Highland democracy ‘too centralised’, finds commission
Call for more power to be devolved to community councils in the Highlands
Highland hill - creative commons
The democratic process in the Scottish Highlands is being held up by a concentration of power and a lack of cooperation between public agencies, an independent commission has found.
The Commission on Highland Democracy has presented a report to Highland Council which contains a number of recommendations based on interviews conducted across the area over the last two years.
These include more localised planning and a greater role for community councils.
Community councils "either have to be supported, developed and resourced in such a way that they can play a full and active part in representative democracy in the Highlands, or it must be recognised they don’t and can’t carry out this function,” according to the report.
Former COSLA chief Rory Mair, who chaired the commission, said: “We found that people consider decision making to be centralised, not because it takes place a long distance from them.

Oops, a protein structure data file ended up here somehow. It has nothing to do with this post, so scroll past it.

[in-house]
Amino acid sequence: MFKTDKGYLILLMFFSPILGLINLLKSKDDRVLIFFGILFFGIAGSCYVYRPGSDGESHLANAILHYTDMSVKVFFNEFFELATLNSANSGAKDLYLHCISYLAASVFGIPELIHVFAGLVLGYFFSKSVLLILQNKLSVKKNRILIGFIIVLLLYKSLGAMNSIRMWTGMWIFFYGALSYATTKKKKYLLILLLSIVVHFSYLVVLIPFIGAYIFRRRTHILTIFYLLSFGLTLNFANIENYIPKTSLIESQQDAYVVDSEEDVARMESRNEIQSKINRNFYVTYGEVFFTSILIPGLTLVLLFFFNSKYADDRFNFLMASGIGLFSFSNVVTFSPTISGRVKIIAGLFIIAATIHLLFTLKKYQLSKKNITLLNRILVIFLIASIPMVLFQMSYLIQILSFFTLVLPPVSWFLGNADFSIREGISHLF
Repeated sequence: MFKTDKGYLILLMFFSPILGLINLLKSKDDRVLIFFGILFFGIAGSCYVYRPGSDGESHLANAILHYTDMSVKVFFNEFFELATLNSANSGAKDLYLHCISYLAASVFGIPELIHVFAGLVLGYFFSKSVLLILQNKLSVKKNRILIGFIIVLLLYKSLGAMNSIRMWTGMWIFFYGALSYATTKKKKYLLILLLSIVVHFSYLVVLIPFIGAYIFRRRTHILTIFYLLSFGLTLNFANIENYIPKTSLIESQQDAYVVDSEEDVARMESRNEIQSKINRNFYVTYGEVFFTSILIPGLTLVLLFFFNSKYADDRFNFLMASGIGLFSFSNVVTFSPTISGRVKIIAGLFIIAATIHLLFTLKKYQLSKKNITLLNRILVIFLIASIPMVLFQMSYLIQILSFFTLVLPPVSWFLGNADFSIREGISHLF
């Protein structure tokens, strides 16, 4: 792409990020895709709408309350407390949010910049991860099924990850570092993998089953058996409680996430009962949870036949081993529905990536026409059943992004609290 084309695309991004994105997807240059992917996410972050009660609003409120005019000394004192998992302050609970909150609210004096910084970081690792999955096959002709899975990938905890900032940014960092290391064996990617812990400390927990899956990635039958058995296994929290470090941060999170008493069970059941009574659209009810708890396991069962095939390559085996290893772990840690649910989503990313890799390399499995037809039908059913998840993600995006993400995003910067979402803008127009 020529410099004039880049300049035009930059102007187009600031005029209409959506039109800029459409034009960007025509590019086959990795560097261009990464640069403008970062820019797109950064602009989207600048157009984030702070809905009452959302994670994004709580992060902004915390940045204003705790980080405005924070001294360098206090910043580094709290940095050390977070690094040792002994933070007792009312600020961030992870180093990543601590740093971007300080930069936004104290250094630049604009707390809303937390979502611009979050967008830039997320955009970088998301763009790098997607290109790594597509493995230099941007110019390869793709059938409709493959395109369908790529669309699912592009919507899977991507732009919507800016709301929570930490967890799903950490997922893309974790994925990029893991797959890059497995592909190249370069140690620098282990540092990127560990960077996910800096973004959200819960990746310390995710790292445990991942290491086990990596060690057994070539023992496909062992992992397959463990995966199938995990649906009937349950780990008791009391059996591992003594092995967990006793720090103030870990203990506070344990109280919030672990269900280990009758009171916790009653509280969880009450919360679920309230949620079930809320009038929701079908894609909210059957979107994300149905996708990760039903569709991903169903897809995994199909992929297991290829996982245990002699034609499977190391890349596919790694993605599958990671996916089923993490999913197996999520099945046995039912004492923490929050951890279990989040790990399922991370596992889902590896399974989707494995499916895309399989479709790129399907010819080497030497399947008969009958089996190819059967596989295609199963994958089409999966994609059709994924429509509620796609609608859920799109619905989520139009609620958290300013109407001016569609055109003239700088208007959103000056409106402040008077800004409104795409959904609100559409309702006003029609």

“Rather, they feel that centralisation occurs when a small group of highly empowered individuals take decisions in a way that has little reference to anybody outside the decision-making group and in an exclusive way.
“It matters little where decision makers are situated and much more how they go about their business. People want a relationship with decision makers in which they are involved and engaged on an ongoing basis.”
Responding, council leader Margaret Davidson said: “We know from our annual survey work that very few people in the region feel that they are involved in how the Council spends its money, or feel that they have any influence over decision making in their local area.
“Rory and his fellow Commissioners have worked hard to produce a report that is based on hearing what our communities have to say about this.”
The Highlands is the largest local authority area in the UK.
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